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Time is tight, but enough to develop 2017 car

F1 technical heads agree that there is just about enough time to do justice to the new-for-2017 regulations despite drawn-out discussions over the sport's direction.
The prolonged wrangling over the next set of F1 regulations, due to be introduced for 2017, finally appears to be at an end, and technical heads admit that the resolution has come just in time.

Asked whether there would be enough time for designers to do justice to the rulebook for next season, the general consensus is that, while it would be tight, it should be possible to produce the next generation of F1 car ahead of the 2017 campaign.

“Of course, you never have enough time and you'd always value more time, particularly with new regulations,” Toro Rosso's James Key admitted, “But I think [the decision] is in time for 2017.

“We've been discussing [the regulations] for a long time now and the basic principals have been kind of kept even though they've been refined and changed etc. They were the way forward that was effectively agreed earlier this year and that's what I believe the teams have based their activity on and some activity was going on before then – certainly a lot of simulation activity to try and understand what these tyres and the wider track were going to do, so I think there is enough time.

“It's going to be busy and you'll have to compromise this year against next year a little bit to get it right, particularly if you're a smaller team but I think there's time to do a reasonable job of it.”

The timing of the rule change as a whole is not necessarily to the liking of everyone on the grid, with both Manor and Haas having invested heavily for 2016, but now having to face designing and building completely new machines after just one season.

“It's going to be a challenge for us,” Manor's John McQuilliam conceded, “I guess we would have preferred the regulation change to come a year later. The thing it does mean is that there is no carry-over of parts so it means there has to be a brand new car with enough spares to be ready at the first race – and almost every single part will be new for next year! For a small team, it is a huge task to redesign effectively every single component on the car and, being a small team, we have to do that very much 'in series' rather than 'in parallel'.

“But, to answer the question: yes, there is enough time. We have known what the regulations were and, while there has been a little bit of uncertainty as to whether what we agreed early in the year was going to be carried forward, we have been working on that in both CFD and the windtunnel so we've got a small development programme running for the 2017 team but, again, it is a balancing act between how much we spend on '16 and '17 – but there is enough time to do it.”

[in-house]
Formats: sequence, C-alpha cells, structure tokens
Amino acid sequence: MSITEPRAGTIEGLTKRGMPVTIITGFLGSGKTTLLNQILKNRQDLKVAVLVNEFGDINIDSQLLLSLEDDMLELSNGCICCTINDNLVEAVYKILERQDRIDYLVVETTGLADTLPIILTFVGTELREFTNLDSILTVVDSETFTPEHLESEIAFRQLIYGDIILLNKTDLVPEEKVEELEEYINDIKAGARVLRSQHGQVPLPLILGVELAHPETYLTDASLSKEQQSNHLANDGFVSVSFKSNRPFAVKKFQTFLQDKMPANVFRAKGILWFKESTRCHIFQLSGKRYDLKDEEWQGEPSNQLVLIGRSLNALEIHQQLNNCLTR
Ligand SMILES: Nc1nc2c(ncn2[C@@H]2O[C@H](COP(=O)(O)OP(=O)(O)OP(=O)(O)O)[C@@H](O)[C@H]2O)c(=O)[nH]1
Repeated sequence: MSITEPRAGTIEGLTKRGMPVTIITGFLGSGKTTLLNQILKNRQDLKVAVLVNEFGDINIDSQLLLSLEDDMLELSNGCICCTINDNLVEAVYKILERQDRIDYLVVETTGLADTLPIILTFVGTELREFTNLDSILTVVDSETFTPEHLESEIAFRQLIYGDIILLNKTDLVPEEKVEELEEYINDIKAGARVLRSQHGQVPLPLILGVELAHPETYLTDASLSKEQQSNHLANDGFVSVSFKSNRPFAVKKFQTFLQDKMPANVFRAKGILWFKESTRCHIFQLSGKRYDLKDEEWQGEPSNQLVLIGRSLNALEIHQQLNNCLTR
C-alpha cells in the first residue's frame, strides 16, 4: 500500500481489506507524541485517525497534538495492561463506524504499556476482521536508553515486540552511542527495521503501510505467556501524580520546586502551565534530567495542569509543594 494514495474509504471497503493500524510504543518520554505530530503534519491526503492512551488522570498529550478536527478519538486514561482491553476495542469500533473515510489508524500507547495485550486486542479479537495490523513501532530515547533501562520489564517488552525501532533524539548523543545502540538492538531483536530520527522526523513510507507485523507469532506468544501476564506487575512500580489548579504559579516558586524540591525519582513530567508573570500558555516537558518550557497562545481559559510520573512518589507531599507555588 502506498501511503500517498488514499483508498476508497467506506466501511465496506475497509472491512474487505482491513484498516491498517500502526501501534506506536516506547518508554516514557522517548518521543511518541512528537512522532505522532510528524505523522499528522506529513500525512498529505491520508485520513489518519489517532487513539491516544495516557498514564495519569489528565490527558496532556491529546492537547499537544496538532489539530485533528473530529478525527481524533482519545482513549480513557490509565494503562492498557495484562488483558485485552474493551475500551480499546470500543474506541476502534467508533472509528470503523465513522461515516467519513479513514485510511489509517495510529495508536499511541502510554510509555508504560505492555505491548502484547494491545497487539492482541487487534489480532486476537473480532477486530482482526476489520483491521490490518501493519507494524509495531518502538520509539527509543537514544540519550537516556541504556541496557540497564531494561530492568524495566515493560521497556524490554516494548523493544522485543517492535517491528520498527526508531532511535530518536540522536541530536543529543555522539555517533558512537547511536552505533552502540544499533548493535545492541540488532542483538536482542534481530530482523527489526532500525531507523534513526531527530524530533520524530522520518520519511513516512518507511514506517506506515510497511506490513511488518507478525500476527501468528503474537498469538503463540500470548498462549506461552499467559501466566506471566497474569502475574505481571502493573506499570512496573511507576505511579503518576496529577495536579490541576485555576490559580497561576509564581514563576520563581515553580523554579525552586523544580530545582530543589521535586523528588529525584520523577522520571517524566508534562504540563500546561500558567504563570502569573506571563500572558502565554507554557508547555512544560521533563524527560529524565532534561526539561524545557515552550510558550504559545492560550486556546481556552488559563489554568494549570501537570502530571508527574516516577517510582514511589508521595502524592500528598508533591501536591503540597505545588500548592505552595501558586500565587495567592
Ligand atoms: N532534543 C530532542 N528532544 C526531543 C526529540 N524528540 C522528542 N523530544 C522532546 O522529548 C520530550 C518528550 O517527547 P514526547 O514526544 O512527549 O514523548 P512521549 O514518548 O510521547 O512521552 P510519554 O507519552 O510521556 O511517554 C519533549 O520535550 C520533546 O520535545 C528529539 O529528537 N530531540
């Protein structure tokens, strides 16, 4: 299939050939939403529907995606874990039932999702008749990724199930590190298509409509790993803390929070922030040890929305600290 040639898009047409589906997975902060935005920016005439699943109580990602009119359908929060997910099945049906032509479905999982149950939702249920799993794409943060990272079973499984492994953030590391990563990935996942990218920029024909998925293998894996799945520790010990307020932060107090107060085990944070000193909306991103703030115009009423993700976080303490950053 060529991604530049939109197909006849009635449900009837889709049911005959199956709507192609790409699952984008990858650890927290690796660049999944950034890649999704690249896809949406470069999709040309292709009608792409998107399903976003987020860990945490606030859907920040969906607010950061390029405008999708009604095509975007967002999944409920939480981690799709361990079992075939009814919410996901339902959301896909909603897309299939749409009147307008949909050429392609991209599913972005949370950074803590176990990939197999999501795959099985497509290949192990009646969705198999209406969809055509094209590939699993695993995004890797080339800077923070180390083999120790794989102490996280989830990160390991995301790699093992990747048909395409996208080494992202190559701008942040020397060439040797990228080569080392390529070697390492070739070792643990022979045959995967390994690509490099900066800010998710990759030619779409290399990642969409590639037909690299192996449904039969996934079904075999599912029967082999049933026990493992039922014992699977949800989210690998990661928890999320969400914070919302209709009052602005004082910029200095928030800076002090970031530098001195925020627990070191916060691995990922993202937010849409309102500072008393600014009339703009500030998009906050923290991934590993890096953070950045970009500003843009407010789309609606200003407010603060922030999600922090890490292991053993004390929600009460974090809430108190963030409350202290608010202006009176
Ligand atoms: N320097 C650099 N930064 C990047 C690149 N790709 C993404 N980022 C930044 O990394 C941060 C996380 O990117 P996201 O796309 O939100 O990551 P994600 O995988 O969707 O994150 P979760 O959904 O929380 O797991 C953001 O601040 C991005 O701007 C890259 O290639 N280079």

Force India's Otmar Szafnauer admitted that the point at which focus turned entirely to 2017 remained 'a million dollar question'.

“It depends on many factors, including what compromises you have to make on this season's performance versus next [season]'s because that all depends on how many points you've scored by a certain time,” he explained, “But we've started looking at what these regulations would do already, mainly through simulations. We will soon start our windtunnel programme with physical parts and the tyres, so it's happening already. The big question is when you completely switch from one to the other and we haven't quite made that decision yet as we're still pushing for big developments in this year as we've only scored six points and have to ensure that we hit our performance targets this year before we completely switch to 2017.”

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29.04.2016 - Free Practice 1, Pascal Wehrlein (GER) Manor Racing MRT05
James Key (GBR) Scuderia Toro Rosso Technical Director. 01.03.2016.
29.04.2016 - Free Practice 2, Kimi Raikkonen (FIN) Scuderia Ferrari SF16-H
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April 29, 2016 4:00 PM

Certainly no way to establish technical rules for the supposed premiere race series! All self-interest and no vision, this process illustrates the downside to competition as well as the lack of disciplined management of the series.

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